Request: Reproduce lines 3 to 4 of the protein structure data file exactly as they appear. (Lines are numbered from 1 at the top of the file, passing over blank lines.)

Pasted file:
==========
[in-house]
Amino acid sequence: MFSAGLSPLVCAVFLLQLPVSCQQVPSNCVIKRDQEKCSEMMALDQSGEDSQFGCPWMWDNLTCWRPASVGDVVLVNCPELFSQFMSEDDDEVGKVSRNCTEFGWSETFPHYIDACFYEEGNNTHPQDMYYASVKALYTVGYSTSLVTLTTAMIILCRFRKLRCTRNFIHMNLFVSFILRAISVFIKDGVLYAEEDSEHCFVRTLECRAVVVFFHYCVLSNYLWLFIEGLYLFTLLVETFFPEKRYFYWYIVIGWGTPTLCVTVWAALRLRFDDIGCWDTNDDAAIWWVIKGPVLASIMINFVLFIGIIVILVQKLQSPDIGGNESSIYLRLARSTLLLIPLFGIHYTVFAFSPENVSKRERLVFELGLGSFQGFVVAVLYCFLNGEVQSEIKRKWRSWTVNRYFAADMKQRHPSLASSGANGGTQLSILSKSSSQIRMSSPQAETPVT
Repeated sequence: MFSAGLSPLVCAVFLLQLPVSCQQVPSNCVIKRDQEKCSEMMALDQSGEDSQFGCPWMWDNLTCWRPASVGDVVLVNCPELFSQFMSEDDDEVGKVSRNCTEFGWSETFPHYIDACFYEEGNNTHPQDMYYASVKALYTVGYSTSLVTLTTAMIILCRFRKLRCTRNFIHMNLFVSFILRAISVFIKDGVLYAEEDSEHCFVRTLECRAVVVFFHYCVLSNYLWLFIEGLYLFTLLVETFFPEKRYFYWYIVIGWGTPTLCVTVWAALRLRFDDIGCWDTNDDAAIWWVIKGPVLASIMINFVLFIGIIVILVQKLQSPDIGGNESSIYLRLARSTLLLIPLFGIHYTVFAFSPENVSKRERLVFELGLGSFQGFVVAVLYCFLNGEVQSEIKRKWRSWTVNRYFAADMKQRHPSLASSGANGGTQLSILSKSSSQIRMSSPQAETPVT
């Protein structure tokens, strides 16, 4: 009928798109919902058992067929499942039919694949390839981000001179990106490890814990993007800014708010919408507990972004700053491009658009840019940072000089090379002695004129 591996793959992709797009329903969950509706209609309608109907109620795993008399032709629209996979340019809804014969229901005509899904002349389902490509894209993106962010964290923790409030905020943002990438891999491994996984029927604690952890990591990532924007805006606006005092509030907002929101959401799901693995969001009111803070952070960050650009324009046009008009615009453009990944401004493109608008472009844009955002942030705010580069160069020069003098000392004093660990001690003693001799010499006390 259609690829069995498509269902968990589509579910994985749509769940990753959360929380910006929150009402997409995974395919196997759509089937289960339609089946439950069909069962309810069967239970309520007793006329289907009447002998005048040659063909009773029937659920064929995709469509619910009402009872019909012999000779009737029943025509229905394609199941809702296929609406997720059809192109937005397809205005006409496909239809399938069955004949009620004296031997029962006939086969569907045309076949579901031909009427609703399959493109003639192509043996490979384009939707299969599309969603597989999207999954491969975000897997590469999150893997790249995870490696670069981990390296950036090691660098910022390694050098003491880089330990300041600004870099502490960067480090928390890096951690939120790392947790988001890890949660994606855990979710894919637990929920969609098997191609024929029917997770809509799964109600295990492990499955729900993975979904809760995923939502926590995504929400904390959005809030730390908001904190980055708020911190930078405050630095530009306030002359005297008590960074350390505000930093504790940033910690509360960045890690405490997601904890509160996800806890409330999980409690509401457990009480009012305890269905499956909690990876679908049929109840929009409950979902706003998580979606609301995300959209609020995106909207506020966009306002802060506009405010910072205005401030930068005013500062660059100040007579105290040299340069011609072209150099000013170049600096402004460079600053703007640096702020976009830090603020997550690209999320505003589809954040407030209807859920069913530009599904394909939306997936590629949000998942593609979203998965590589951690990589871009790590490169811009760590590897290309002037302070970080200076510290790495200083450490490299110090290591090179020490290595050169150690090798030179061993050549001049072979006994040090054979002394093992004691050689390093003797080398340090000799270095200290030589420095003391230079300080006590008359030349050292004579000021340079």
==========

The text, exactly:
Repeated sequence: MFSAGLSPLVCAVFLLQLPVSCQQVPSNCVIKRDQEKCSEMMALDQSGEDSQFGCPWMWDNLTCWRPASVGDVVLVNCPELFSQFMSEDDDEVGKVSRNCTEFGWSETFPHYIDACFYEEGNNTHPQDMYYASVKALYTVGYSTSLVTLTTAMIILCRFRKLRCTRNFIHMNLFVSFILRAISVFIKDGVLYAEEDSEHCFVRTLECRAVVVFFHYCVLSNYLWLFIEGLYLFTLLVETFFPEKRYFYWYIVIGWGTPTLCVTVWAALRLRFDDIGCWDTNDDAAIWWVIKGPVLASIMINFVLFIGIIVILVQKLQSPDIGGNESSIYLRLARSTLLLIPLFGIHYTVFAFSPENVSKRERLVFELGLGSFQGFVVAVLYCFLNGEVQSEIKRKWRSWTVNRYFAADMKQRHPSLASSGANGGTQLSILSKSSSQIRMSSPQAETPVT
């Protein structure tokens, strides 16, 4: 009928798109919902058992067929499942039919694949390839981000001179990106490890814990993007800014708010919408507990972004700053491009658009840019940072000089090379002695004129 591996793959992709797009329903969950509706209609309608109907109620795993008399032709629209996979340019809804014969229901005509899904002349389902490509894209993106962010964290923790409030905020943002990438891999491994996984029927604690952890990591990532924007805006606006005092509030907002929101959401799901693995969001009111803070952070960050650009324009046009008009615009453009990944401004493109608008472009844009955002942030705010580069160069020069003098000392004093660990001690003693001799010499006390 259609690829069995498509269902968990589509579910994985749509769940990753959360929380910006929150009402997409995974395919196997759509089937289960339609089946439950069909069962309810069967239970309520007793006329289907009447002998005048040659063909009773029937659920064929995709469509619910009402009872019909012999000779009737029943025509229905394609199941809702296929609406997720059809192109937005397809205005006409496909239809399938069955004949009620004296031997029962006939086969569907045309076949579901031909009427609703399959493109003639192509043996490979384009939707299969599309969603597989999207999954491969975000897997590469999150893997790249995870490696670069981990390296950036090691660098910022390694050098003491880089330990300041600004870099502490960067480090928390890096951690939120790392947790988001890890949660994606855990979710894919637990929920969609098997191609024929029917997770809509799964109600295990492990499955729900993975979904809760995923939502926590995504929400904390959005809030730390908001904190980055708020911190930078405050630095530009306030002359005297008590960074350390505000930093504790940033910690509360960045890690405490997601904890509160996800806890409330999980409690509401457990009480009012305890269905499956909690990876679908049929109840929009409950979902706003998580979606609301995300959209609020995106909207506020966009306002802060506009405010910072205005401030930068005013500062660059100040007579105290040299340069011609072209150099000013170049600096402004460079600053703007640096702020976009830090603020997550690209999320505003589809954040407030209807859920069913530009599904394909939306997936590629949000998942593609979203998965590589951690990589871009790590490169811009760590590897290309002037302070970080200076510290790495200083450490490299110090290591090179020490290595050169150690090798030179061993050549001049072979006994040090054979002394093992004691050689390093003797080398340090000799270095200290030589420095003391230079300080006590008359030349050292004579000021340079």